As a student at BYU I had the opportunity to take a few classes from George Durrant. I was always excited to take his classes. He was a popular professor on campus, mostly due to his ability to interlace strong academia with clever humor. He was poignant and funny and most days had some motivating sentiment to help you get through the day. So much so, that he also became a popular author.
His books like his classes, were filled with wisdom that anyone could use and humor that made every page a joy. During that time, I was beginning my journey to become a professional speaker. He always had good advice that he was willing to share on how to keep an audience while teaching principles that matter. I was lucky to have enough out of classroom interaction with him that I came to a point where was able to call him my friend.
In the years that I was at BYU he wrote what in my opinion was the best of all his books. It was titled, “My Best Day So Far.” The book was filled with ideas on how to make each day better than the one before. However, the “big idea” behind the book was that each day could become your “Best Day So Far” if you simply said that it was. It was a wonderful idea. Wonderful, because its implementation took hardly any effort at all, but the result was monumental.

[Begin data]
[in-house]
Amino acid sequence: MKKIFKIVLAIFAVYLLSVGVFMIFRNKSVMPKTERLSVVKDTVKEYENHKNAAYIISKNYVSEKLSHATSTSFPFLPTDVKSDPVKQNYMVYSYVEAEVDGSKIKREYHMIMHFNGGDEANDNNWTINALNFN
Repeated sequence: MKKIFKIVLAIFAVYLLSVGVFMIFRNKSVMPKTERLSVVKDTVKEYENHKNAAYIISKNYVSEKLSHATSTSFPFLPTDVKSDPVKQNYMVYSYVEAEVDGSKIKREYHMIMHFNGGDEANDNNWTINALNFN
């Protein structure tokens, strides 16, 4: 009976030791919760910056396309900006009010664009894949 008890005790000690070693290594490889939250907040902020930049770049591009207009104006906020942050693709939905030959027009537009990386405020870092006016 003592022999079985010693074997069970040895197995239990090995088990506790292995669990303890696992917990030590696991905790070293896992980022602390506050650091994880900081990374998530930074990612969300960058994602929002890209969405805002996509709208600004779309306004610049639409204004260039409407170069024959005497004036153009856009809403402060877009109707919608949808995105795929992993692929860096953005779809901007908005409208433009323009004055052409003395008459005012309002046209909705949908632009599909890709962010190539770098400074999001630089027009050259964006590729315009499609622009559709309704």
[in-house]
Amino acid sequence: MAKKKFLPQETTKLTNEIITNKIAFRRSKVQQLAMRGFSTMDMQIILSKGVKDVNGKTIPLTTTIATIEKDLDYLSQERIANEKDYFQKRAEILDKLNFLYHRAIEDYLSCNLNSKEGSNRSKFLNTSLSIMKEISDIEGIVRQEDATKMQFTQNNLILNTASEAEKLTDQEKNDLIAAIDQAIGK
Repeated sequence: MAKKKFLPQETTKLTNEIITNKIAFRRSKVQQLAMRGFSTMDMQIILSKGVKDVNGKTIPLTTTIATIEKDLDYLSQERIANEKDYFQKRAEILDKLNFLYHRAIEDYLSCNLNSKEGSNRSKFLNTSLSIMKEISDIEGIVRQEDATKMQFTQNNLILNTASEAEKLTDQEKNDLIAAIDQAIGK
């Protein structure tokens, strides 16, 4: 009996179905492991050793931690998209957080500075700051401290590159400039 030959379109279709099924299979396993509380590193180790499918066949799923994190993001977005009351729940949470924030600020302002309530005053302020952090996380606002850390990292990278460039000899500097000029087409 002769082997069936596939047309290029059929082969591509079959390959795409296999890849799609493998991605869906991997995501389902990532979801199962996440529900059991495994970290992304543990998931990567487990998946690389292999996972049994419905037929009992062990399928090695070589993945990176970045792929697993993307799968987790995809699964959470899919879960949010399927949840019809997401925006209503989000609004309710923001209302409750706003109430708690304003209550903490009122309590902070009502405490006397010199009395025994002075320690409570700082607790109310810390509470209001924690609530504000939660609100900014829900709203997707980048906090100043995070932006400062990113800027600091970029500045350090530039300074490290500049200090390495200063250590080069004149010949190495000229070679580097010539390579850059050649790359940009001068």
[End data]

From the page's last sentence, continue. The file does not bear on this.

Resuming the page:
It wasn’t a ground breaking idea, or one that made all the papers, but what was amazing about the concept was the way the man lived by it. More amazing still, was the way Professor Durrant used the concept in his life. From the time that he first told me about this idea for his book to the last time I saw him, every time I asked him how he was I received the same response. “It’s my best day so far,” he’d reply. It was incredible. The man never missed. Over and over I asked and over and over I received the same response, “My best day so far.”
The idea worked. I know every day I saw him didn’t start out as his best day, but hearing his own affirmation made it so. You could see it on his face. It always carried a smile, it was always filled with joy. What’s more, his example motivated me to give this idea a try. I never became a successful at it as he was, but on the days that I remembered to tell others that it was, “My best day so far,” something interesting happened. No matter how the day was going, it always improved when I used George Durrant’s affirmation.
I know that there were days when the reply wasn’t exactly true. There were days that weren’t necessarily my best so far, but by allowing myself to hear that it was always made the day better. The more I put the concept to use in my life the more “best days” I had.
Each of us has seen this principle work to some degree or another in our lives. If we wake up sure that the day is going to be a bad one, sure we are going to feel ill or down, we began to see those assurances come to pass. What then might happen if from the very beginning of each day we tell ourselves and others that it was going to be our, “Best day so far.”
Try it. I know that you’ll find out exactly what I did; that it works. That every day you decide can be your best so far has a chance to become exactly that.
Let’s resolve then to follow George Durrant’s example. Let’s find the good in every day that comes. For I know from personal experience, that every day could be your last. We have no idea what each new day holds in store for us. But with a “Best day so far” mindset we will more fully enjoy and relish the gift that every day is.
So, “How’s your day?”